Social Computing is overhyped. It will be big for small news, but small for big news. 4/14/08Posted by Steve Boriss in SocialComputing.
The latest fad in future of news speculation is that social computing will dramatically revolutionize the news process. We are being led to believe that news outlets and news sources will be interacting with each other in what Jeff Jarvis calls a “press-sphere,” working together quasi-cooperatively to refine and advance the news. Audiences will be transformed from news couch potatoes into news athletes, switching from passive observers to active participants via social computing tools and opportunities. And suddenly, news consumers will have a taste for the work of amateurs — amateurs in their topic areas and in their writing skills.
Pardon me for being anti-social from the social computing crowd, but I think we’re getting a little carried away. Yes, social computing will be big, but in an area I consider news, but few others do — news of family and friends,. This “small news” is provided through platforms like Facebook, MySpace, and various blogging services. Note that there are no amateurs here — the user-generated news on these sites is being provided by experts in their small world of news microcommunities.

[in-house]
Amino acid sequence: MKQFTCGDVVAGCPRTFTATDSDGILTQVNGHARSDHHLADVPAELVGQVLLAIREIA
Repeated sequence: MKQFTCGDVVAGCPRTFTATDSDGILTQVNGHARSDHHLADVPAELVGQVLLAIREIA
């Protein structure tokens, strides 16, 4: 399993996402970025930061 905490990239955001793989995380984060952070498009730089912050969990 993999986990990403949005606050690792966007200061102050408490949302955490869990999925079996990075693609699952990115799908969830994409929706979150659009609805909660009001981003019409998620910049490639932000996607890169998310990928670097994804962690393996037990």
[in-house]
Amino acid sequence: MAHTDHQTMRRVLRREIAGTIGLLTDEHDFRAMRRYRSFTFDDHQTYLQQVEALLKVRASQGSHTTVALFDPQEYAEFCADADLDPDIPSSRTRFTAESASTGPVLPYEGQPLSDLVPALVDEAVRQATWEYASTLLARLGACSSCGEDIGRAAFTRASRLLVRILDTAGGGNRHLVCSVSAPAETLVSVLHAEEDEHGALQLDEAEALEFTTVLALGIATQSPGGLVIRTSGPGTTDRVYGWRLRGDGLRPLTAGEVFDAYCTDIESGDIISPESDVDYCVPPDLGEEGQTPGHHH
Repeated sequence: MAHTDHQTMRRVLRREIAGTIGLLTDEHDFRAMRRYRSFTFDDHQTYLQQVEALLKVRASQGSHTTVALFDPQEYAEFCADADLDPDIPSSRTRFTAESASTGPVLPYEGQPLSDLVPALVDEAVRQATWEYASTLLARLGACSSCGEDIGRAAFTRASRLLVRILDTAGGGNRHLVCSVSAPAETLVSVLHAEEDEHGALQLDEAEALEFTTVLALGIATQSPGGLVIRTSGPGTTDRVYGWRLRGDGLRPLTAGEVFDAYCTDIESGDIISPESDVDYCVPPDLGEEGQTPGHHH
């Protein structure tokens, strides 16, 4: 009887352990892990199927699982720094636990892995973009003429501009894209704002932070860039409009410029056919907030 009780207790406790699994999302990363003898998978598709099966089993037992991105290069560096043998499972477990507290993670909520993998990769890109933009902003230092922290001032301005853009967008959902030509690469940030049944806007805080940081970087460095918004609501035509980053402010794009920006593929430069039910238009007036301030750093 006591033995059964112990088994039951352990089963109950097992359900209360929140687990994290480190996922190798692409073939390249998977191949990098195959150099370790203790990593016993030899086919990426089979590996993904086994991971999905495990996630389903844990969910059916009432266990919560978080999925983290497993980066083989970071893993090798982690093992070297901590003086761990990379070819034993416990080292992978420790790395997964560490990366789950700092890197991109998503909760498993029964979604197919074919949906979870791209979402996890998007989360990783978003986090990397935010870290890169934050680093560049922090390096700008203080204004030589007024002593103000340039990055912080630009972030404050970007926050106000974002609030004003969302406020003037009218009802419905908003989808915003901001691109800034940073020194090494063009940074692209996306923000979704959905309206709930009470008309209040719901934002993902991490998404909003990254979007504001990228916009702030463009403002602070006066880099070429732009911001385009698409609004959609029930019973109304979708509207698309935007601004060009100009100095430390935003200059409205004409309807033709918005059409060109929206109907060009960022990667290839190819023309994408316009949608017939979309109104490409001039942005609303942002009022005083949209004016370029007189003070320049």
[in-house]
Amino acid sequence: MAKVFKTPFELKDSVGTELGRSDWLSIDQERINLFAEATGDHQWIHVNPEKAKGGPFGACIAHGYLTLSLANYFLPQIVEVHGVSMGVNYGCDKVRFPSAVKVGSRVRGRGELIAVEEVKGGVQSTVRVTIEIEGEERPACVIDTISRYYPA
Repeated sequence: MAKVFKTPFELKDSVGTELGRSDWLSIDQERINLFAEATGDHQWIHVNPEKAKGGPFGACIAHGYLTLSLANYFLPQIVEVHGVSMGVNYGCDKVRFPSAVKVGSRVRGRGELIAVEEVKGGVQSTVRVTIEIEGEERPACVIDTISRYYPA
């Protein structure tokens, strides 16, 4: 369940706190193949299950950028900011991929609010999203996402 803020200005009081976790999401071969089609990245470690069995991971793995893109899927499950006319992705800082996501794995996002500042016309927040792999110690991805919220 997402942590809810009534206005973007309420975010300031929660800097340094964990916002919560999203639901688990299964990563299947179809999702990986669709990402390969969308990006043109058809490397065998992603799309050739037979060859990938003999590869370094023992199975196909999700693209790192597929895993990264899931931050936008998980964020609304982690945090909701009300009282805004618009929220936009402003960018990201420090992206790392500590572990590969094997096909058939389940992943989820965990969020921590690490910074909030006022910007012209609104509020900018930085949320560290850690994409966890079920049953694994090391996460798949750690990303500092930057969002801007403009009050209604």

But when it comes to “big news,” at the community level and higher, social computing will largely be a way to distribute news, not to create it. News distribution will not resemble Jeff Jarvis’ “me-sphere,” with individuals at the middle surrounded by news sources. Instead it will resemble a supply chain, much as it does today, with news sources on one end, news consumers on the other, and middlemen-media in the middle. What’s new is that these new news middlemen will have to do more than just serve as passive vessels simply passing on so-called “objective, disinterested reporting” to audiences that could not get this news anywhere else. Instead, the middlemen will have to earn their keep by adding value that sets them apart — e.g. expert opinion, superior aggregation of news stories for specific audiences, entertaining writing styles, and developing a community of like-minded readers. Like talk radio, where only a small percentage of listeners call-in and can impact a program’s content, only a small percentage of online news audiences will make comments that make a difference. Social computing in “big news” will be no big deal.